What is the problem with the modern approach to end-of-life care? What are some ways we can help ease the passing of the dying?
According to Atul Gawande, the author of Being Mortal: Medicine and What Matters in the End, our modern approach to aging and dying harms our well-being. He suggests some specific ways we can help the dying meet their ends with peace, dignity, and composure.
In this article, we’ll examine the key takeaways from Gawande’s Being Mortal.
1. We Need to Reorient End-of-Life Care Priorities
According to Being Mortal: Medicine and What Matters in the End, one way we can improve our experience of aging and dying is by reorienting our end-of-life care toward present-oriented priorities.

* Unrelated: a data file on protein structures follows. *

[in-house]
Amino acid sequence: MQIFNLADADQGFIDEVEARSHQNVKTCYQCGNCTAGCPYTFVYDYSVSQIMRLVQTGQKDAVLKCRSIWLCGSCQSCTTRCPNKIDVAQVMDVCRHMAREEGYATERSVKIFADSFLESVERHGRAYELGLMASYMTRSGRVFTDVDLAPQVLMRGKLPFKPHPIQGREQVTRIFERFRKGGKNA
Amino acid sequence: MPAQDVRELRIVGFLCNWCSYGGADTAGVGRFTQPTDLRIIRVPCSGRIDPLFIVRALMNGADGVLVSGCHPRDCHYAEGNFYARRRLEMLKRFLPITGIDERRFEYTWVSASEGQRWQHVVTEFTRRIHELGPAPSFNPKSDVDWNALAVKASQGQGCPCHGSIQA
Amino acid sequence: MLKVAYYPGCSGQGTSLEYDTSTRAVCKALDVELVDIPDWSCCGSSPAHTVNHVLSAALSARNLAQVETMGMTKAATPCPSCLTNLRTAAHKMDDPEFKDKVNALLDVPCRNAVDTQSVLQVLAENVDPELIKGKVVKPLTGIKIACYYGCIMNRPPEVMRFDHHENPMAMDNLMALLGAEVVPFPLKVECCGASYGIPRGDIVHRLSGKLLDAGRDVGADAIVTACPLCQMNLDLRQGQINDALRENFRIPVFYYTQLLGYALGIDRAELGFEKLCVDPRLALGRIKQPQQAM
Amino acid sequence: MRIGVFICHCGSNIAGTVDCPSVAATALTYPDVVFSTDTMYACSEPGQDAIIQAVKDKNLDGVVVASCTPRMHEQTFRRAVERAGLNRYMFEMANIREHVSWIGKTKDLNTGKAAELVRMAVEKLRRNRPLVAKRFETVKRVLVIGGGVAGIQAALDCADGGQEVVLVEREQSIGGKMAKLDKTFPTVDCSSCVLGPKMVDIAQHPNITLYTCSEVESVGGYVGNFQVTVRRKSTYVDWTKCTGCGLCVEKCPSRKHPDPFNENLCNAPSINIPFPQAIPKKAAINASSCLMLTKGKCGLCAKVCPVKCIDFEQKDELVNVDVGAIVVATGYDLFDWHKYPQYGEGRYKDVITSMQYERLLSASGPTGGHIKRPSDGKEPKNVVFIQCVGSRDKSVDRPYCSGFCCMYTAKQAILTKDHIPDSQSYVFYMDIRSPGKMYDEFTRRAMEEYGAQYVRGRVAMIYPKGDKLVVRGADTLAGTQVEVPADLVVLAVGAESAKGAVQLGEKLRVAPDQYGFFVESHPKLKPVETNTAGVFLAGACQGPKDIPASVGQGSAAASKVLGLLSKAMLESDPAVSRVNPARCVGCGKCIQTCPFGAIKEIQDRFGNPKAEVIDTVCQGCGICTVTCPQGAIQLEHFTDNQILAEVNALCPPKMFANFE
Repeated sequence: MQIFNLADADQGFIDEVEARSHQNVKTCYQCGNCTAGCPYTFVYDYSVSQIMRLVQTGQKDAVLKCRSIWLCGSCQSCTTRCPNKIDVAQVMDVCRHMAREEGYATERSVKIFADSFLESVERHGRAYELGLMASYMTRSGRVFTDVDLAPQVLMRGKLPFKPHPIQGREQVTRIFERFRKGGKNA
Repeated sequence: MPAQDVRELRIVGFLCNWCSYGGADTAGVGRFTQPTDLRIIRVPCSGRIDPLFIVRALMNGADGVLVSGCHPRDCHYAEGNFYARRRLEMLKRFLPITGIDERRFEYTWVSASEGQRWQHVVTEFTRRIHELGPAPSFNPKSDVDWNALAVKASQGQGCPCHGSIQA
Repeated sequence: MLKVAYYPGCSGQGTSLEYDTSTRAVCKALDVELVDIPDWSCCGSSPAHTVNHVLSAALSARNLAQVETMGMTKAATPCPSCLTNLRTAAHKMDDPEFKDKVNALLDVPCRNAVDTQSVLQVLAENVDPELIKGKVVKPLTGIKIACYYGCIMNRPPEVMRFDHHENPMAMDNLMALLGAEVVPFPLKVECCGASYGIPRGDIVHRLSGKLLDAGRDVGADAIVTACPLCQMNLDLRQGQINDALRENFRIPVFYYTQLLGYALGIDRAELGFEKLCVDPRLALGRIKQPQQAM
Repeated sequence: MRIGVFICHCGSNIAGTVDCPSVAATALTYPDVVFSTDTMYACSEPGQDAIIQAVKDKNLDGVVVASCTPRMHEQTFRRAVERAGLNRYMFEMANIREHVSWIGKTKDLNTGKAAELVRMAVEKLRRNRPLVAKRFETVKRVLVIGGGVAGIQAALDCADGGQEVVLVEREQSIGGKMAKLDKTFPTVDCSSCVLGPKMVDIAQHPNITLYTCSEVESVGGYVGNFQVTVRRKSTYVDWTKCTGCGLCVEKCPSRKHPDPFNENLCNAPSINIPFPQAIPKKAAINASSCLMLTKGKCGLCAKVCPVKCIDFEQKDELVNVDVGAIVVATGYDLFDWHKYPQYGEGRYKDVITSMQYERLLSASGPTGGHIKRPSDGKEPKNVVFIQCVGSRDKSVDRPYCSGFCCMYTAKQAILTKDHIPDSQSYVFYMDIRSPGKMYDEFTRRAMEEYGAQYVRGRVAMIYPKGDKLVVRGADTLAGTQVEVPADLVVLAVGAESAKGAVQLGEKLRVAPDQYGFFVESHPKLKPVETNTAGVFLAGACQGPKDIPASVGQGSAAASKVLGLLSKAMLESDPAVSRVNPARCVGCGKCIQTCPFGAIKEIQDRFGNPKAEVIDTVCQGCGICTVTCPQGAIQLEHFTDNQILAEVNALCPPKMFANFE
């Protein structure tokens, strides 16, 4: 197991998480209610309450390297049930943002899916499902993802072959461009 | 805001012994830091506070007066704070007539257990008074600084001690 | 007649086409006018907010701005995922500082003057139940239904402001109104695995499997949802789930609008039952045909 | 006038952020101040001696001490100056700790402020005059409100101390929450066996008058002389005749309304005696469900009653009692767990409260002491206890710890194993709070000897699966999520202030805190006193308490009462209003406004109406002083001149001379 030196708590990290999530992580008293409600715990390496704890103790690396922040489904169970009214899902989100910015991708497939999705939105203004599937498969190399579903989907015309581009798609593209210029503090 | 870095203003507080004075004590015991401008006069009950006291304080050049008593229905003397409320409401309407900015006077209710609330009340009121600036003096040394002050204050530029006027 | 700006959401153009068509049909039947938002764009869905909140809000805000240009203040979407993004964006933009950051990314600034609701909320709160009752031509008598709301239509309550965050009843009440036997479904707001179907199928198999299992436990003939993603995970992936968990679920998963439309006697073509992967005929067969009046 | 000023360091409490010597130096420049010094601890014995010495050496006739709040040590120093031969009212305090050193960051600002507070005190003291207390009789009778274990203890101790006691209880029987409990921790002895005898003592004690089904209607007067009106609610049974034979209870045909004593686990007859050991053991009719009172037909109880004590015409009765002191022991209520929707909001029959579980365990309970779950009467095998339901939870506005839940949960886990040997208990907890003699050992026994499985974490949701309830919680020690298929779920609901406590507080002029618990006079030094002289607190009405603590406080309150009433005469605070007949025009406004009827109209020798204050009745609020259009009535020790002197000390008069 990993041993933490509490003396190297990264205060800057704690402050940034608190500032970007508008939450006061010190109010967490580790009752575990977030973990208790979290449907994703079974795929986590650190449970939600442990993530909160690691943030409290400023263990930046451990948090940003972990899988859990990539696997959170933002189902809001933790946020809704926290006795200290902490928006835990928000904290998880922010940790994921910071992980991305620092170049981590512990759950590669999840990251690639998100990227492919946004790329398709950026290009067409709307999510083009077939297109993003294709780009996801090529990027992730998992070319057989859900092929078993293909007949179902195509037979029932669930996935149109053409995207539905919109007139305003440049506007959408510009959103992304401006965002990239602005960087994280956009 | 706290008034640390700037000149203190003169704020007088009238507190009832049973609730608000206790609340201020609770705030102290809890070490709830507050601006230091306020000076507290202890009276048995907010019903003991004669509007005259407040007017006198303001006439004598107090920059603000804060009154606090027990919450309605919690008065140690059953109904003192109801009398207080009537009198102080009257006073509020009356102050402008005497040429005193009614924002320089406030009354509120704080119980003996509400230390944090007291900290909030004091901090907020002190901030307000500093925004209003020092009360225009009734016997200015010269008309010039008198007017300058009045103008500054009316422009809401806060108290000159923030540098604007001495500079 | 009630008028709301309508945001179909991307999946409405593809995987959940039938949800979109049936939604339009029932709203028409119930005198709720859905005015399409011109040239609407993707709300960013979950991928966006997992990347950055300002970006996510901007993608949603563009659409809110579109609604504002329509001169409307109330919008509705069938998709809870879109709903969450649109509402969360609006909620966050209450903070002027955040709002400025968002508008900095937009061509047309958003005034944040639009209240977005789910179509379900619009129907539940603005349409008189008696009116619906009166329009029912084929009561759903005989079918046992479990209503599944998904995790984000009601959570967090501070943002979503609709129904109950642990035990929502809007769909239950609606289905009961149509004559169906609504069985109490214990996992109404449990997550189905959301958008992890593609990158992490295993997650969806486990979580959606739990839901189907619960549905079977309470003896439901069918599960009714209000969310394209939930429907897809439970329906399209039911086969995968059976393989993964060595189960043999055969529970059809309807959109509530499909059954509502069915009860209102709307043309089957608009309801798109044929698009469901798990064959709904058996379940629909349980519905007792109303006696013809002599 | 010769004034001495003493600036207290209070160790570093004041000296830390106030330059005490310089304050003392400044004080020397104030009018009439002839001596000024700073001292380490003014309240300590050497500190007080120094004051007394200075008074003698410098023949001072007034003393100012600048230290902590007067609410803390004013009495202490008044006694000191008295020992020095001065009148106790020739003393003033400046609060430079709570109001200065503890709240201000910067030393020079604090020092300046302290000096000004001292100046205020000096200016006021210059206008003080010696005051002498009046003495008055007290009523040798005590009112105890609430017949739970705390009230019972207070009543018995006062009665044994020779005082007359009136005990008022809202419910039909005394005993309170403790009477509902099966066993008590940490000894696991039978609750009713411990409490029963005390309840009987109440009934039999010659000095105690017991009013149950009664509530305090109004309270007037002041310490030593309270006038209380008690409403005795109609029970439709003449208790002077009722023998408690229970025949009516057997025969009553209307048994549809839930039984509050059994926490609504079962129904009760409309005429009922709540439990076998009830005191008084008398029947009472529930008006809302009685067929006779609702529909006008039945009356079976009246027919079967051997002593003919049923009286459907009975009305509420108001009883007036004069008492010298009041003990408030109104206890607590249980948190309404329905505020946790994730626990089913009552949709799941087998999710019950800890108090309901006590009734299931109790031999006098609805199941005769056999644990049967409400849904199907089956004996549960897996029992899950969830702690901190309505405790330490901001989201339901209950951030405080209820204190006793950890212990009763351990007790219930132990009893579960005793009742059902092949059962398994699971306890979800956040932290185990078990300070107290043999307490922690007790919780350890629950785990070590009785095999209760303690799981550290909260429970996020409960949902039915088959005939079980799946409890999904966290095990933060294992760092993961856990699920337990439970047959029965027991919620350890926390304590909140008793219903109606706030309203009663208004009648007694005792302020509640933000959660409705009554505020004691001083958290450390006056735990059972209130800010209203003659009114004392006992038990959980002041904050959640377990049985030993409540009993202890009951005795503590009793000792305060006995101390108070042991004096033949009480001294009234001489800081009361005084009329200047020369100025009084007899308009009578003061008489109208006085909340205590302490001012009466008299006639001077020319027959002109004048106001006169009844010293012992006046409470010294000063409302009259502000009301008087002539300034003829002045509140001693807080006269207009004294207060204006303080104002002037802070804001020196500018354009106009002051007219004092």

Referring to the work of psychologist Laura Carstensen, Gawande observes that our priorities change depending on how much time we believe we have left to live. People close to death have a present-oriented outlook: They value close relationships, treasured memories, and simple pleasures. However, the people caring for them tend to have a future-oriented outlook. They value ambitious life goals, personal independence, meeting new people, and having new experiences—and they often assume their patients share their outlook.
Our modern approach to dying is dominated by this future-oriented perspective and so neglects the core values of the dying, argues Gawande. A feeling of togetherness, for instance, is central to a present-oriented perspective: The dying are rarely interested in making new friends and acquaintances because they want to feel connected with their deepest, oldest relationships. Hospitals and nursing homes, however, are characterized by a feeling of isolation among strangers and new acquaintances.